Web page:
2. A well-defined process and criteria for incident assessment and activation. Have a team including facilities, security, and technology with key leadership showing in responsibility matrix.  We advocate the team discuss issues related to: Life safety, Facilities, Technology, Mission-critical business and Reputation.
  3. Incident Action Planning meetings are essential and include documentation of current situation status, development of strategic objectives, assignment of objectives to a team owner, and the time and duration of the operational period. They are shared with those working on the issues and/or in senior management using mobile technology.
  4. Ability to track status so you don’t overlook necessary tasks. Depending on the tool or platform you use, you could use virtual status boards giving privileges to team members or update the boards with current status and action steps.
  5. During an incident, it is critical to gain awareness from multiple sources including: Employees, News sources and Social Media.
  6. Team Notification, including timely and efficient notification of team members and business unit recovery staff is important and might be worth considering emergency notification system.
  7. Integration of maps, floor plans, and real-time images must be easily found and available in a mobile/virtual setting.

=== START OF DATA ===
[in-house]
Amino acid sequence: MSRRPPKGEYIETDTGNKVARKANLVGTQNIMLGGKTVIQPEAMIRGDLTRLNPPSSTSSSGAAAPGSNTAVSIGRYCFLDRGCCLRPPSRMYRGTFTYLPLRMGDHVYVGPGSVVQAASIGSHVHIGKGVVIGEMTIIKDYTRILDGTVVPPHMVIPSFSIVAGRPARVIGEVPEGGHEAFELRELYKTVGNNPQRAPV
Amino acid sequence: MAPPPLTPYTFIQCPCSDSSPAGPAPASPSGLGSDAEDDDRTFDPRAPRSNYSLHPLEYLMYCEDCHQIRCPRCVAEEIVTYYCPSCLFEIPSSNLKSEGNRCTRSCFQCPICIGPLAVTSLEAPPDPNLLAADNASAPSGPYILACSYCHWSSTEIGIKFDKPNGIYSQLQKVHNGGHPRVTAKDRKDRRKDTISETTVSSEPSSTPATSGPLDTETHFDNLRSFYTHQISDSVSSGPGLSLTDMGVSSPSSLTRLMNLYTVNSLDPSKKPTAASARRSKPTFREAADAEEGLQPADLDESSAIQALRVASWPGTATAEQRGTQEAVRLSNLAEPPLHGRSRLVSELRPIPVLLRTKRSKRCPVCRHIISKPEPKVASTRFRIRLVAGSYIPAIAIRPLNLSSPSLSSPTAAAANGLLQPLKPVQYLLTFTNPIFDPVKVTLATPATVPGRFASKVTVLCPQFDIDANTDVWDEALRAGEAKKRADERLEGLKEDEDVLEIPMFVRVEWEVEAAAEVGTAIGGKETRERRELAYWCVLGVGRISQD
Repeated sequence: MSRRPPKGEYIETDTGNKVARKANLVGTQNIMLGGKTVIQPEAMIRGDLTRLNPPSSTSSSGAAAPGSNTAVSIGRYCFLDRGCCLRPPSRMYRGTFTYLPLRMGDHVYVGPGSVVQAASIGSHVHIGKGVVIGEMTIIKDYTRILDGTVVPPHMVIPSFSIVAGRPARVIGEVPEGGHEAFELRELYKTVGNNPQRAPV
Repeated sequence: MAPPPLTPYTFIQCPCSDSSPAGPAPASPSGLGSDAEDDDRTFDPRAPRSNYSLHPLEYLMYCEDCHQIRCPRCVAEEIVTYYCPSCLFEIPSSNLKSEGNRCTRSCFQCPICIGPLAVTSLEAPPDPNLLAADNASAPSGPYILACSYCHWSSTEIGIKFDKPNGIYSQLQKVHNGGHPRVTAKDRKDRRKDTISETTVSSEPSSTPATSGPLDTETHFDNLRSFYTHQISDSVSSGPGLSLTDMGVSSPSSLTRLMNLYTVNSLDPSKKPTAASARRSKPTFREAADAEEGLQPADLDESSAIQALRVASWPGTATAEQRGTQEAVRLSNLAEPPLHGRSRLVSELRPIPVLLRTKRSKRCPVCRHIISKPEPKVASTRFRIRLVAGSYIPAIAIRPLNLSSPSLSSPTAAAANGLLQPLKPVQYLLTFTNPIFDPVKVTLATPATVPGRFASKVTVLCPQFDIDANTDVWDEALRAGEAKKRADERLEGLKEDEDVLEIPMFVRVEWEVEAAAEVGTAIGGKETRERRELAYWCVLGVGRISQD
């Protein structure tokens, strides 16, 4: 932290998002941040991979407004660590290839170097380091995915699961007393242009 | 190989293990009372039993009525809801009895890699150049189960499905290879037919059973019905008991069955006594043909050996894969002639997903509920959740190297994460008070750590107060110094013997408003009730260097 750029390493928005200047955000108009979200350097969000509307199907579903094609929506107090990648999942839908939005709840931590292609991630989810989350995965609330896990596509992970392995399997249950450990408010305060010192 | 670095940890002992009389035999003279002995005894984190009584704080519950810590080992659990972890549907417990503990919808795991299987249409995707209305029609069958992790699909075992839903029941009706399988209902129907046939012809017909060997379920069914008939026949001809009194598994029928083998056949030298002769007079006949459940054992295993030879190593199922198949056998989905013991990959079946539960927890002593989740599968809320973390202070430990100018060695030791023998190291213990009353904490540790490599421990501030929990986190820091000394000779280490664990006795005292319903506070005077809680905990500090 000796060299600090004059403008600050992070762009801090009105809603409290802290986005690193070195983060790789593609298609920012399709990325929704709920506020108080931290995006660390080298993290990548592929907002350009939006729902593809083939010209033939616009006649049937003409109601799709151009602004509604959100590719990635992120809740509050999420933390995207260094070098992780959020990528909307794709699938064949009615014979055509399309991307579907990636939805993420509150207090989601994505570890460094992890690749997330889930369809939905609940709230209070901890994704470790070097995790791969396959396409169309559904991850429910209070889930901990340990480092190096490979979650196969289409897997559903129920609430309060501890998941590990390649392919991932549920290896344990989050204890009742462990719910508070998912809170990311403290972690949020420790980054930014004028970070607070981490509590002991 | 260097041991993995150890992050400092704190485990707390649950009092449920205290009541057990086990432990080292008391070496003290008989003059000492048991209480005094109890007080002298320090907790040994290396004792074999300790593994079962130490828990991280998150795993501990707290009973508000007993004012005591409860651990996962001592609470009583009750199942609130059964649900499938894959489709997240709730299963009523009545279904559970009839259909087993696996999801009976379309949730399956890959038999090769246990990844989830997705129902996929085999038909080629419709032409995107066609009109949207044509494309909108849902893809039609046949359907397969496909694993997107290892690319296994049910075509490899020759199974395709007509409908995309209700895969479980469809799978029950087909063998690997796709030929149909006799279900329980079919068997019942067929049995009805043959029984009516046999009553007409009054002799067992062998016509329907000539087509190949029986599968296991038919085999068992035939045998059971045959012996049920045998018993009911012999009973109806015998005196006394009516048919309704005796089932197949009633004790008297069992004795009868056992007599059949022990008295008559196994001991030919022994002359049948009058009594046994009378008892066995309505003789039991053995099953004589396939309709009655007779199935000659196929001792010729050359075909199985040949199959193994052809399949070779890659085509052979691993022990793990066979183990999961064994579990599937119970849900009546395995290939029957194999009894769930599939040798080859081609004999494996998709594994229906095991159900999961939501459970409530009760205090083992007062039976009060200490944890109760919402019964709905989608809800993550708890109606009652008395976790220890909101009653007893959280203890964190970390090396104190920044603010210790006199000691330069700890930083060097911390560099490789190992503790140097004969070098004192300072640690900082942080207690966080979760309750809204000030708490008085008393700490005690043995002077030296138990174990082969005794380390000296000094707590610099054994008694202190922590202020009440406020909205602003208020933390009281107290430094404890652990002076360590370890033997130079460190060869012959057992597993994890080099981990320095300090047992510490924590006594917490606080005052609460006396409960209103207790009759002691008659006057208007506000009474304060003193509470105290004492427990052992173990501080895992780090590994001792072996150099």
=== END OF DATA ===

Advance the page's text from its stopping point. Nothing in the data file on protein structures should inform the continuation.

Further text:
8. Resource deployment and logistics tracking of physical equipment such as laptops, mobile phones, and office space and personnel.

What Type of Technology Do You Need?

It takes more than one phone-bridge to be successful.  One bridge per team should be created for the Initial Assessment Team, Incident Management Team, and senior management.  Where possible, this should also include Command, Operations, Logistics, Planning & Intelligence and Finance.

Tools are needed to facilitate online communication and include:

  • Instant messaging  – On the company’s network or products such as Skype, instant messaging allows teams to talk in real time, allowing instant communication, coordination, and collaboration.
  • Project management tools – Products such as SharePoint allows teams to work virtually, track actions, and document progress.
  • Web-enabled meeting tools – Products including NetMeeting and WebEx can assist in facilitating virtual briefings and team organisation.

Many smartphones have advanced the state-of the- art of mobile incident management with apps that can: Store and recall plans, team definitions, roles and responsibilities, task lists, contact information.  They can also enable communication and collaboration processes leveraging hosted services and native smartphone capabilities for redundancy.

A virtual team, whether stand-alone or with an existing physical team and Command Centre, offers many advantages. If you can design a virtual process that embraces the Six Cs: Control, Command, Communication, Collaboration, Coordination, and Consistency, you’re almost there. Time to jump in and go mobile!